By Jim Glanville, Originally Published by the Radford News Journal
(Re-posted with permission)
Editor’s Note: From 1979 to 1991, Fr. Harry Winter, OMI served as pastor of two small parishes in rural Virginia and West Virginia. He also served as administrator of a hostel for hikers on the famous Appalachian Trail. While there he became intrigued with the history of the area and some of its historical figures. He also found himself much too close to a terrible crime committed on the Appalachian Trail. Fr. Winter became friends with local historian and writer, Jim Glanville, who penned this fascinating two-part story about the history, the trail, and Fr. Winter for the Radford News Journal. who graciously allowed OMIUSA.ORG to bring it to you.
He was the missionary pastor at the Catholic Holy Family Church in Pearisburg, Virginia, from 1979-82, and the missionary pastor at the Monroe County Catholic Parish in Union, West Virginia, from 1982-91.The designation OMI stands for an Oblate of Mary Immaculate. The Catholic Missionary Oblates of Mary Immaculate serve poor and needy people in the United States and more than 60 countries around the world.Currently about 4,000 Missionary Oblates are serving poor people in various deeply troubled places around the world. They describe their work as comforting the sick, bringing food to the hungry, and bringing hope to the orphaned. Their efforts are intended to provide spiritual healing to distressed people and bring peace to war-torn nations.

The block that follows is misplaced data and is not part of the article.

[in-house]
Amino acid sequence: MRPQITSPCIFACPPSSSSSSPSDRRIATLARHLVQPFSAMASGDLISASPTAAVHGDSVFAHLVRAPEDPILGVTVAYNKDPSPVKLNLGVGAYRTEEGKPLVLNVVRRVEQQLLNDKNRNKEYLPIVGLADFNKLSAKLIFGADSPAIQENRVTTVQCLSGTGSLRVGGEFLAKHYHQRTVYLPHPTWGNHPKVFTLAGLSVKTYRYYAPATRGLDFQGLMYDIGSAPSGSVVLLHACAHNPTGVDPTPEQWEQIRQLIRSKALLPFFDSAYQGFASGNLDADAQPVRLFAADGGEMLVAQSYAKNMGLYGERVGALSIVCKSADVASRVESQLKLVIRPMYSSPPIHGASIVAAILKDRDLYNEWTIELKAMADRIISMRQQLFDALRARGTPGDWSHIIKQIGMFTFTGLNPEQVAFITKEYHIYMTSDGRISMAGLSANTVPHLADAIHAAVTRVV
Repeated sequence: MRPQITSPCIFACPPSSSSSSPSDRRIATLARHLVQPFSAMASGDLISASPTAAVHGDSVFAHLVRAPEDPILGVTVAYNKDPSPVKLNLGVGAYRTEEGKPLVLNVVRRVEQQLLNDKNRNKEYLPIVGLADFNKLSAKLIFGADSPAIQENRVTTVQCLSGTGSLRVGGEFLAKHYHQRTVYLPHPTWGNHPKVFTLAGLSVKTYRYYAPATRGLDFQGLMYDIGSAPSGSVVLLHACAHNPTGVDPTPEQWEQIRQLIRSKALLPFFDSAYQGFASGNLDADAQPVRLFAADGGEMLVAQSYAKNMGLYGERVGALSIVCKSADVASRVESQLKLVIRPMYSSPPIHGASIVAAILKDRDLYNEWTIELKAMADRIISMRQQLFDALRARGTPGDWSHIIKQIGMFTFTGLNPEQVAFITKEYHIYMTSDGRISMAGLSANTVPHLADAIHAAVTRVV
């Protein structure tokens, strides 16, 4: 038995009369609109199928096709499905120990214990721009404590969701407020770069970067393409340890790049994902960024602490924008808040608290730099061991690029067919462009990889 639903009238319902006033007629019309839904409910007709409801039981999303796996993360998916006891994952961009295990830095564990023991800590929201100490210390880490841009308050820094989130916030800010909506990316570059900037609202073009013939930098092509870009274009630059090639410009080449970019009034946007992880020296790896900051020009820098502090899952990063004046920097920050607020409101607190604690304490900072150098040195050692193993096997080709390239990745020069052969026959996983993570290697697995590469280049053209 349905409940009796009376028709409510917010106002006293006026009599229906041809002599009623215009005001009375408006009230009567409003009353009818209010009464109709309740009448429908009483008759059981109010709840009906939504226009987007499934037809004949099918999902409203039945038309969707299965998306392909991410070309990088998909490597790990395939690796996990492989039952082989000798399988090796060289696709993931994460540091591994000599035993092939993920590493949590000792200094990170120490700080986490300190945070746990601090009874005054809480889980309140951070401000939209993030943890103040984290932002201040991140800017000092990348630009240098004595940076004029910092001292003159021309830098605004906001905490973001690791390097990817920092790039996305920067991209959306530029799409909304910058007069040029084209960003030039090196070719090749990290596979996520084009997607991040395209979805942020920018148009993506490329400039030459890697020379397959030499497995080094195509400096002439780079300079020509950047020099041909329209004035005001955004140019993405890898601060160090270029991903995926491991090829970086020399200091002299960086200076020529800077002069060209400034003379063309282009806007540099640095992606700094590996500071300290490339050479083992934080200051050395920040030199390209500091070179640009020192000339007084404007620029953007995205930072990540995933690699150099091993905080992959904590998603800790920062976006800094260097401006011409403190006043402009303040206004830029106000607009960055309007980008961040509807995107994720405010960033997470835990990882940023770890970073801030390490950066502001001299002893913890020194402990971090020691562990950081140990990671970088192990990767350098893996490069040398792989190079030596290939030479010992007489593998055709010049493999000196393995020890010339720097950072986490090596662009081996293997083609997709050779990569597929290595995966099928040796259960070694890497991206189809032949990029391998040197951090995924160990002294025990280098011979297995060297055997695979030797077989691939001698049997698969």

The Oblates were founded by Eugene De Mazenod. He was born in 1782, during the French Revolution, into an aristocratic family in southern France. At the age of 25, he underwent a profound religious experience and, committed himself to Christ and the Church. Appalled by the poverty of the region he gathered a small group of priests to preach directly to the poor.
The Oblates congregation was recognized by Pope Leo XII in 1826. It is composed of priests and brothers who usually live together in community. As of 2016, the Oblate congregation had approximately 4,000 members serving around the world.
On December 3, 1995, Pope John Paul II formally declared Eugene De Mazenod a saint.
Father Winter took his final vows in Rome in 1961. His involvement with our local history began when he was assigned as missionary priest to Giles County and three years later to adjacent Monroe County across the state line in West Virginia.On his arrival in Monroe County, he discovered that an important and under-appreciated co-religionist, Letitia Preston Floyd, a future first lady of Virginia, and her husband the governor were buried at Sweet Springs in Monroe County.
As I pointed out in a recent column, Letitia Preston Floyd was born at the Smithfield Plantation in Blacksburg in 1779 as the tenth child of William and Susanna Preston.
Raised Presbyterian, Governor Floyd never converted to Catholicism, but was sympathetic to it for much of his life. Also raised Presbyterian, Letitia did convert, but only at the age of 74, in 1853. However, their daughters Letitia, Lavalette, and Nicketti, all converted while their father was governor and were baptized in Richmond in the early 1830s.